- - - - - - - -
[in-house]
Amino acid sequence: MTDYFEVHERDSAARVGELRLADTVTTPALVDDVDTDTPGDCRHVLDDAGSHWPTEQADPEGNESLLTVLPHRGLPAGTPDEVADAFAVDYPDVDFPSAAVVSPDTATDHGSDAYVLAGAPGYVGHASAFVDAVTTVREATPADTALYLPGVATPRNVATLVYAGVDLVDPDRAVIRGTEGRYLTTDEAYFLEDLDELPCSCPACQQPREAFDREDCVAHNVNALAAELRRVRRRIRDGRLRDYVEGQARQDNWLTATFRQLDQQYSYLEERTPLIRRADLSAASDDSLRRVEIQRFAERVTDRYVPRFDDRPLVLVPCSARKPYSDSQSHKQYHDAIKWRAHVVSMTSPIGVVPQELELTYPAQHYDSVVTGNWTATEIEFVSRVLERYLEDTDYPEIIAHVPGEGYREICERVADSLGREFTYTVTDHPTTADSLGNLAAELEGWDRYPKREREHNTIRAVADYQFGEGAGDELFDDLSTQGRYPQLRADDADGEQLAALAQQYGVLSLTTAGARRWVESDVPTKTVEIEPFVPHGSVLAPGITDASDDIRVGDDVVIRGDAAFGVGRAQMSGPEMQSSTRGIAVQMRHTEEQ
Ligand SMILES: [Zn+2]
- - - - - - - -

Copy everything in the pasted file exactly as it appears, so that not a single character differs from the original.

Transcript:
[in-house]
Amino acid sequence: MTDYFEVHERDSAARVGELRLADTVTTPALVDDVDTDTPGDCRHVLDDAGSHWPTEQADPEGNESLLTVLPHRGLPAGTPDEVADAFAVDYPDVDFPSAAVVSPDTATDHGSDAYVLAGAPGYVGHASAFVDAVTTVREATPADTALYLPGVATPRNVATLVYAGVDLVDPDRAVIRGTEGRYLTTDEAYFLEDLDELPCSCPACQQPREAFDREDCVAHNVNALAAELRRVRRRIRDGRLRDYVEGQARQDNWLTATFRQLDQQYSYLEERTPLIRRADLSAASDDSLRRVEIQRFAERVTDRYVPRFDDRPLVLVPCSARKPYSDSQSHKQYHDAIKWRAHVVSMTSPIGVVPQELELTYPAQHYDSVVTGNWTATEIEFVSRVLERYLEDTDYPEIIAHVPGEGYREICERVADSLGREFTYTVTDHPTTADSLGNLAAELEGWDRYPKREREHNTIRAVADYQFGEGAGDELFDDLSTQGRYPQLRADDADGEQLAALAQQYGVLSLTTAGARRWVESDVPTKTVEIEPFVPHGSVLAPGITDASDDIRVGDDVVIRGDAAFGVGRAQMSGPEMQSSTRGIAVQMRHTEEQ
Ligand SMILES: [Zn+2]